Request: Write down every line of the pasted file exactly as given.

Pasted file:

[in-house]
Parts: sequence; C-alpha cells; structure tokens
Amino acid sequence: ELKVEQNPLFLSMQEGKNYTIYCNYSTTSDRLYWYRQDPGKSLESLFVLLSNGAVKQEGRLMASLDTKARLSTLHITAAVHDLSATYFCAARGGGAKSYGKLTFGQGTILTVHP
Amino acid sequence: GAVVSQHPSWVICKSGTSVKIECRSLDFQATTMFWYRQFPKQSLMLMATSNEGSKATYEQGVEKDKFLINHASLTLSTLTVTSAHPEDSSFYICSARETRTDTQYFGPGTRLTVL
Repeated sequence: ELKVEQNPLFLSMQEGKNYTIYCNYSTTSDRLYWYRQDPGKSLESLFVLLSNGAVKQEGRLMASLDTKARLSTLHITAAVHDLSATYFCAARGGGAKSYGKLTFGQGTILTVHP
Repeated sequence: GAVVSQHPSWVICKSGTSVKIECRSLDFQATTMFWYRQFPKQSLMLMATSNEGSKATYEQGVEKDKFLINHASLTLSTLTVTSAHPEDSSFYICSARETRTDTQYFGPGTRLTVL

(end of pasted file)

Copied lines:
[in-house]
Parts: sequence; C-alpha cells; structure tokens
Amino acid sequence: ELKVEQNPLFLSMQEGKNYTIYCNYSTTSDRLYWYRQDPGKSLESLFVLLSNGAVKQEGRLMASLDTKARLSTLHITAAVHDLSATYFCAARGGGAKSYGKLTFGQGTILTVHP
Amino acid sequence: GAVVSQHPSWVICKSGTSVKIECRSLDFQATTMFWYRQFPKQSLMLMATSNEGSKATYEQGVEKDKFLINHASLTLSTLTVTSAHPEDSSFYICSARETRTDTQYFGPGTRLTVL
Repeated sequence: ELKVEQNPLFLSMQEGKNYTIYCNYSTTSDRLYWYRQDPGKSLESLFVLLSNGAVKQEGRLMASLDTKARLSTLHITAAVHDLSATYFCAARGGGAKSYGKLTFGQGTILTVHP
Repeated sequence: GAVVSQHPSWVICKSGTSVKIECRSLDFQATTMFWYRQFPKQSLMLMATSNEGSKATYEQGVEKDKFLINHASLTLSTLTVTSAHPEDSSFYICSARETRTDTQYFGPGTRLTVL